Share in the love of textiles with weavers from around the world…
Tinkuy is more than a weaving conference. It is more than the sum of its workshops and demonstrations. Tinkuy is an experience that stays with you for a lifetime. It is a celebration of the textile art as expressed in dozens of cultures from almost every continent. The word ‘tinkuy’ means ‘gathering’ in Quechua, the indigenous language spoken by many people in the Andes. As its name implies, Tinkuy gathers together textile artists and enthusiasts from across the globe to honor the wealth and diversity of their fiber traditions.
Tinkuy de Tejedores 2010 – A Gathering of Weavers 2010
November 5th – 8th, 2013
The first Tinkuy was held in Urubamba in the sunny Sacred Valley. For four days weavers from across the Americas shared their traditions and learned from each other about different types of natural dyeing, weaving techniques, and textile traditions. Each day consisted of themed talks, presentations by the weavers, and demonstrations. Some of the invited speakers included D.Y. Begay of the Navajo Nation, textile artist Judith Mackenzie, Cusco anthropologist Dr. Jorge Flores Ochoa, the expert on New World textiles Ann Pollard Rowe, Mexican weaver Modesto Efren Nava Vega, and American indigenous art historian Mary Frame, amongst many others.
Highlights of the first Tinkuy included the hands-on workshops which taught natural dying with Andean plants and insects, backstrap weaving, Andean knitting from the community of Chinchero, and the unique tubular edging technique ñawi awapa. The first Tinkuy was such a success that it left everyone hungry for more: more presentations, more workshops, more time to share traditions and meet weavers from so many walks of life. Talk began of making Tinkuy into a regular tradition.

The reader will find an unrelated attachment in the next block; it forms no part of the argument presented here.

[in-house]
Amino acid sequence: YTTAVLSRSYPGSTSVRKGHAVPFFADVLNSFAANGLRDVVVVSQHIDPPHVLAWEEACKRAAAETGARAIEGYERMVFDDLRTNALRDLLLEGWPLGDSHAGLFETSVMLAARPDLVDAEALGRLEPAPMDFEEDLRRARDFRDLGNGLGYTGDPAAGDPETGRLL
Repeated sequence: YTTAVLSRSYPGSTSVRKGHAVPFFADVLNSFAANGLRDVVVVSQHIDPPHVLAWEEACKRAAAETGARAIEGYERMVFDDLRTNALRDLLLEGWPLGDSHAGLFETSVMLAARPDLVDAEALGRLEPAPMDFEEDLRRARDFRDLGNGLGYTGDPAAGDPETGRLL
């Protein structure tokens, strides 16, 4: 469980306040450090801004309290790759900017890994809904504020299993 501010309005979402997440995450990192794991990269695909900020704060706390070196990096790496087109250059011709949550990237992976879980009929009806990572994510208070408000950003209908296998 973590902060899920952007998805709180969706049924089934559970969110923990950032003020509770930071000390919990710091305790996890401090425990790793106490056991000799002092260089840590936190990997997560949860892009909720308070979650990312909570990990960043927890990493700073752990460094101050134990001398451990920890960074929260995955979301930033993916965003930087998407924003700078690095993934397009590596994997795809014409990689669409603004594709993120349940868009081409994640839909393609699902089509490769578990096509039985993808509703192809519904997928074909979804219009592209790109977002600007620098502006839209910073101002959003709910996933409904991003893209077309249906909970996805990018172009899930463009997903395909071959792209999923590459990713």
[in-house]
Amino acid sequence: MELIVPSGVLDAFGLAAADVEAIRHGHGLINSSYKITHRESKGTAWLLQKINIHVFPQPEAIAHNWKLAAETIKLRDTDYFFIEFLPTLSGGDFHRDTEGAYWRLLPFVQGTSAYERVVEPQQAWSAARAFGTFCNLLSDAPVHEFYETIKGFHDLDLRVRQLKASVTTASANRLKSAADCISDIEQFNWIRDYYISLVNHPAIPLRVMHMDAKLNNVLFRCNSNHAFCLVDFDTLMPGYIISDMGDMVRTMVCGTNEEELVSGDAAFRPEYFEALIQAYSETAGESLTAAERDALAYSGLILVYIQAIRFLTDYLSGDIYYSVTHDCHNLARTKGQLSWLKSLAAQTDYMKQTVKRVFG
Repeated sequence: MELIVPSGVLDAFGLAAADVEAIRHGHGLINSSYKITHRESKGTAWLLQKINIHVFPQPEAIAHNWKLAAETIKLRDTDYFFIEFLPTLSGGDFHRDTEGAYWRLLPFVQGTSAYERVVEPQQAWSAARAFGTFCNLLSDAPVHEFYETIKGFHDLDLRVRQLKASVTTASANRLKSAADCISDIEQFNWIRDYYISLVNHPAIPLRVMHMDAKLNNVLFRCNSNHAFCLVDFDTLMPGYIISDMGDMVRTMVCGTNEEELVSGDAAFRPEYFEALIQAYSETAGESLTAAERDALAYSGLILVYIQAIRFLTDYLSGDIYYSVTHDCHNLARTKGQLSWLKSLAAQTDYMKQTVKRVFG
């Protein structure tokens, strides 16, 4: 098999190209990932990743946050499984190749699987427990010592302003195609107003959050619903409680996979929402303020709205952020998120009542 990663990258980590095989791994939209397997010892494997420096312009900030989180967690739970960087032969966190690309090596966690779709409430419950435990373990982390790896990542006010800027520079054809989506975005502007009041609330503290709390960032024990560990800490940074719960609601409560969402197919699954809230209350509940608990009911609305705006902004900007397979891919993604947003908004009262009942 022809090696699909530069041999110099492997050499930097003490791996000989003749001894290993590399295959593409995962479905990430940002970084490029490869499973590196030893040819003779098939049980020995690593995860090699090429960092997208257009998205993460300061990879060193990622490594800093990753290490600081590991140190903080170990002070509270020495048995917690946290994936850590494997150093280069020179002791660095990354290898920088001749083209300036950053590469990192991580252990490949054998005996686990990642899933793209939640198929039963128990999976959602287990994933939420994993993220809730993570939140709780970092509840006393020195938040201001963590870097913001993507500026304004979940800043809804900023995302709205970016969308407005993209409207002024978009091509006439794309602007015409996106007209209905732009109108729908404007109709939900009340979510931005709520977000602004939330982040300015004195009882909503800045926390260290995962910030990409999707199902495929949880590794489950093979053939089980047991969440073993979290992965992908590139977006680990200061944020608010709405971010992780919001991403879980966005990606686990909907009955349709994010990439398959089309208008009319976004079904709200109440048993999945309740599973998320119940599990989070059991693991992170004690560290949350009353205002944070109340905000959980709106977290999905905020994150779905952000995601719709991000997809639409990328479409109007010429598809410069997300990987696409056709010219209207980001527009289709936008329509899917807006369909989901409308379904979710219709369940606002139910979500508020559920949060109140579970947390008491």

Tinkuy de Tejedores 2013 – A Gathering of Weavers 2013
November 12th – 15th, 2013
The second Tinkuy began with a parade that took the center of Cusco by storm. Hundreds of weavers from Peru, Bolivia, Guatemala, México, India, and the Navajo Nation, amongst others, dazzled Cusco with their traditional clothing and dance. Altomisayoqkuna, spiritual leaders, from the Q’ero Nation of Peru opened the second Tinkuy with a blessing along with Quechua elders from different communities.
Keynote speakers during the three days of the conference included Dr. Jorge Flores Ochoa of Cusco, Dr. Ramiro Matos of the National Museum of the American Indian, Hugh Thomson author of The White Rock and Cochineal Red, and Judy Frater anthropologist and director of Kala Raksha Vidyalaya in Kutch, India. Seminar and workshop leaders included Dr. Mary Frame of Canada, Olga Reiche of Guatemala, Jennifer Moore, Karen Gibbs, Mimi Robinson, and Mary Littrell from the U.S., amongst others.
After presentations, talks, and workshops, each day concluded with a social and cultural event. A light hearted spinning competition pitted different types of spinners and spindles against each other, while another night brought down the house with a fashion show and musical presentation. Following the end of the official conference, a number of participants attended an additional dyeing seminar in the community of Chinchero, just outside the city of Cusco.